Freedom from Debt Servitude

All humans, made in the image of God, should be free from bondage to live freely.

But increasingly, people (especially the young) are enslaved in heavy debt to pay for education, housing or necessities. Companies and governments are evermore indebted. Consequently, we are reverting to debt-slave societies where some may never be free of debt in their working lives.

We urgently need to reverse the tax breaks for company debt, remove subsidies to banks and replace mortgages with lease-to-buy arrangements. More would then enjoy ownership responsibilities rather than debt bondage.


Thesis Background
Dr Paul Mills. Since studying for my doctoral thesis, I have sought to understand the Bible's warnings against debt and prohibition of the profiting from lending through interest. It is consistent with God's creation of humanity in His image to steward His Creation with freedom and responsibility. But debt entails bondage because a promise ('bond') to repay has been made - hence the borrower is no longer free from obligation. Lending at interest is therefore profiting from the financial servitude of another, even if it is self-inflicted. It is inherently anti-relational and unloving. Hence, Jesus' characterisation of taking interest as "reaping where one has not sown" and a feature of "hard men" (i.e. unloving) - Luke 19:22-23. Unsurprisingly, He enjoins His followers to go further than Moses' prohibition of lending at interest to fellow citizens (Luke 6:34,35; Deuteronomy 23:19-20). The diminishing influence of this insight - ironically since the Reformation - has now resulted in record levels of global indebtedness despite the lowest interest rates in human history and a near catastrophic financial crisis (2008-09) resulting from excessive indebtedness. This threatens near-term banking system failure if defaults rise sharply during the next recession. More insidious is the scenario that the debt expansion is kept going further to ward off recession until a crisis forces its restructuring through high inflation or mass default and writedowns. Until then, younger generations face increasing levels of student and consumer debt while buying a house entails huge debt commitments. Far better than such debt bondage and then systemic would be to delever the economy now by favouring non-debt forms of equity, leasing and rent-share contracts rather than continue to subsidise debt through the corporate tax system and the benefits given to banks - the "debt factories" of the economy.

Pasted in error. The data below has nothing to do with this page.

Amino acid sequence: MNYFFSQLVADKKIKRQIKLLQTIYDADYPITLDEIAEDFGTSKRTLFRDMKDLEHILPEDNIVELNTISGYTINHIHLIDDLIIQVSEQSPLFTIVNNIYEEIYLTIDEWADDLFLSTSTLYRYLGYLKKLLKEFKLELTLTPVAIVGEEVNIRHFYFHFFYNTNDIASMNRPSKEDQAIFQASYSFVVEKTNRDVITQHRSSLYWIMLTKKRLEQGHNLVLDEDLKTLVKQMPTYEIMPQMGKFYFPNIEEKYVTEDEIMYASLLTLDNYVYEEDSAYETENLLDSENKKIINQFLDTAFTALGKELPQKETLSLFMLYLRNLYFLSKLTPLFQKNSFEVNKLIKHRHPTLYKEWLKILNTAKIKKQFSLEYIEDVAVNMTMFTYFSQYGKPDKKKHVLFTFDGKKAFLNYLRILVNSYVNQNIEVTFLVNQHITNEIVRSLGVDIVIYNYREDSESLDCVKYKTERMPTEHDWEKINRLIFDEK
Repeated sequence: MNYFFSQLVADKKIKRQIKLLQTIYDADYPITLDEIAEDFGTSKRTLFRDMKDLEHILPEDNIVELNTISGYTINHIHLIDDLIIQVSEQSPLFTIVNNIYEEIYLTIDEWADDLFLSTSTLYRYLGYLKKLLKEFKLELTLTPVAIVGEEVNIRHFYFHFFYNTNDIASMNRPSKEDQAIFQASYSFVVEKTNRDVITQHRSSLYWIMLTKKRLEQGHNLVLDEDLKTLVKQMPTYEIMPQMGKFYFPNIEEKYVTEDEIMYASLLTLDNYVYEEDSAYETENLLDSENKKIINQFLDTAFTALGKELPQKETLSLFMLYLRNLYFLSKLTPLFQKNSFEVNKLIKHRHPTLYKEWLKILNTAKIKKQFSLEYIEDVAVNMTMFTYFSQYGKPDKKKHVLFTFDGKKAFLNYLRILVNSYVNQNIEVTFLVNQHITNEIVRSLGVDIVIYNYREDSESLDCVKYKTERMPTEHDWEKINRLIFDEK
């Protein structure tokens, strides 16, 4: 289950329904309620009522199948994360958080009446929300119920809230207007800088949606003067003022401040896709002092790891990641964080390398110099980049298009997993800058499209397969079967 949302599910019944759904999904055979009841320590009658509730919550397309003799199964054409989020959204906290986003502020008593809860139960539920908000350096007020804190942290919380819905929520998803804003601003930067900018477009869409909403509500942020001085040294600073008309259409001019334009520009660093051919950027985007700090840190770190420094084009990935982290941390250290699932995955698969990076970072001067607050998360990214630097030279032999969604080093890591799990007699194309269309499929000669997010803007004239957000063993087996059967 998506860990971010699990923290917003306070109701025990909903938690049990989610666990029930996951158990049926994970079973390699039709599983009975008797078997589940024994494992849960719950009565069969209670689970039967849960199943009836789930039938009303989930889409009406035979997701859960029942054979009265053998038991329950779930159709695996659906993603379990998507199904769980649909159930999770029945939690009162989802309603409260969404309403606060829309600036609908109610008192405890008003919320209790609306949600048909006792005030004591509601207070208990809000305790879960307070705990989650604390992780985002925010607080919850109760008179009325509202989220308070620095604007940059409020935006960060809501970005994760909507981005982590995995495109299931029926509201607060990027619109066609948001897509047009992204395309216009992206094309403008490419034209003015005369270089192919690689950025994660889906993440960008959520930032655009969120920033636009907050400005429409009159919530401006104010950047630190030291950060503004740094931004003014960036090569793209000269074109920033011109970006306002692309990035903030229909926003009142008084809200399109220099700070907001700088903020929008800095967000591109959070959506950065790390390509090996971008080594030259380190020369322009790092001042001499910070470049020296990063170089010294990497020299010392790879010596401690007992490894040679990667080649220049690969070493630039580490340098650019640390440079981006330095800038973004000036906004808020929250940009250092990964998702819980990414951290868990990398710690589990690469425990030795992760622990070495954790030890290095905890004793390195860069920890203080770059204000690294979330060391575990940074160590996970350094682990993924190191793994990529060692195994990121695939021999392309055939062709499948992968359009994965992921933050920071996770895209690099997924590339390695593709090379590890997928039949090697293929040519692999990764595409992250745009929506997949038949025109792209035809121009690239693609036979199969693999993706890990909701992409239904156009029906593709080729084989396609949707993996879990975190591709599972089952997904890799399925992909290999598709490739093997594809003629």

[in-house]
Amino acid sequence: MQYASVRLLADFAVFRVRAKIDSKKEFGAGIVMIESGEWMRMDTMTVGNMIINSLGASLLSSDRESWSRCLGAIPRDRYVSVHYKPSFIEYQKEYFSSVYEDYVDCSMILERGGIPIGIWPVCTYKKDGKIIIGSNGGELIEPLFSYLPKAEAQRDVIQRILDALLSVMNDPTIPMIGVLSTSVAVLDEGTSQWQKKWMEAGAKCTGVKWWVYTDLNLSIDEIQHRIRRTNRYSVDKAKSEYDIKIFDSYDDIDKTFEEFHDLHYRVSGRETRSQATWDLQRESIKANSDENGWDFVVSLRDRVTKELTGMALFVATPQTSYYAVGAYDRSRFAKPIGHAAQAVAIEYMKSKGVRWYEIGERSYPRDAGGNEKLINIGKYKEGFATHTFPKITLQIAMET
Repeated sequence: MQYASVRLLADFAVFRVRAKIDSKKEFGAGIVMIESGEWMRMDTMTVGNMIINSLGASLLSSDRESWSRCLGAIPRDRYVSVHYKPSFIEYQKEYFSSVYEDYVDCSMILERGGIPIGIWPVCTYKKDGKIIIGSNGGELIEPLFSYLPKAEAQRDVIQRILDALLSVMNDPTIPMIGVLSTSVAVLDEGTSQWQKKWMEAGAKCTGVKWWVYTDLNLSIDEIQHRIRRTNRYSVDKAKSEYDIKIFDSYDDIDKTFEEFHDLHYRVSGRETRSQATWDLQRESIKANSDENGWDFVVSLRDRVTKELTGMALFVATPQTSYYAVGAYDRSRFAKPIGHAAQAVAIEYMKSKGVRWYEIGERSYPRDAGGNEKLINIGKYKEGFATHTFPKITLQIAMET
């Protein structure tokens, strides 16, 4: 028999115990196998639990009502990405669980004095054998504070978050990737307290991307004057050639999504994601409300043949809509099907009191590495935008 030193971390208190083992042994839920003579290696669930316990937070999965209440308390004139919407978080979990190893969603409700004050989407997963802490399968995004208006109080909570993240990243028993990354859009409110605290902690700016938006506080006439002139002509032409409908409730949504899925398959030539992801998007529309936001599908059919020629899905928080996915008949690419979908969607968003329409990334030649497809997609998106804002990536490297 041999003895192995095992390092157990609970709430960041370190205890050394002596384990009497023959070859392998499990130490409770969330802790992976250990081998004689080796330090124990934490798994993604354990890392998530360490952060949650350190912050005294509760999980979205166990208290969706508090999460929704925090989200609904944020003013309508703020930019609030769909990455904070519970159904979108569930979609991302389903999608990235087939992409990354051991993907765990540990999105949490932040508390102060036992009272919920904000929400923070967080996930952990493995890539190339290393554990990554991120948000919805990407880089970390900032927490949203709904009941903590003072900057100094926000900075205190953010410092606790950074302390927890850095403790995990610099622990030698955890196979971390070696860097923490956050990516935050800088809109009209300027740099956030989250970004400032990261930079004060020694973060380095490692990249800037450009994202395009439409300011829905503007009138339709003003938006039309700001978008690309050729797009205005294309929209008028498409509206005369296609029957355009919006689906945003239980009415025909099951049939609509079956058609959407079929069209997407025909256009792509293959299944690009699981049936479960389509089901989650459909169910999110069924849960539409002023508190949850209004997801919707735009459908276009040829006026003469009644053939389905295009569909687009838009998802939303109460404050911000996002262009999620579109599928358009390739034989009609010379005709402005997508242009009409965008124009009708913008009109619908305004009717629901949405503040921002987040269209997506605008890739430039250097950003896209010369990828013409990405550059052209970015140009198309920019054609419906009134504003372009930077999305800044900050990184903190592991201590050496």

4 comments

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  • I am not sure if his biblical basis is balanced, as he implied all debt is wrong and this I dispute. Why did Jesus talk about debt in parables? His complaint to the lazy servant who had one talent is that he did not put the money out to usury in order to gain at least something rather than do nothing to gain for his master. That implies Jesus sanctioned usury. Whilst decrying the existence of modern debt, Paul Mills does not ask why there is such debt in the first place. I do not dispute that debt is awful, but politically most countries are managed by debt. Is that not wrong in principle? And why do some members of the public complain about austerity on account of debt repayment, when they and their elected politicians have got them into debt in the first place? Most political parties in most countries are to blame for this. Why does he not address this? I am pleased not to be in debt! --Stephen de Garis
    • author
      Just to reply to some of these points:- Not all debt is wrong. Scripture frequently commends interest-free lending (with the debt of another implied). The OT law allows for the taking of security. The problem arises with the profiting from the debt slavery of another through interest.- Jesus does condemn interest/usury (same thing) in the Parables of the Talents and Ten Minas. The master judges the lazy servant "by his own words". IF he truly believed the master to be hard-hearted and rapacious then he would have deposited the money with the bankers. i.e. Lending at interest is an expression of hard-heartedness (absence of neighbour love); it entails 'reaping where you haven't sown' (theft). Jesus is upholding the OT law and the Prophets and is consistent with his own teaching to forgive principal/reciprocal favours when lending if needed (Luke 6:34,35).- Please read my various Cambridge Papers (on the Jubilee Centre website) on interest, the financial crisis and public debt for discussions of the other topics you raise. 
  • This is both an important issue, and the thesis addresses it with a clear set of policy outlines.  Where do we start to campaign for these objectives. Which political parties are addressing this issue?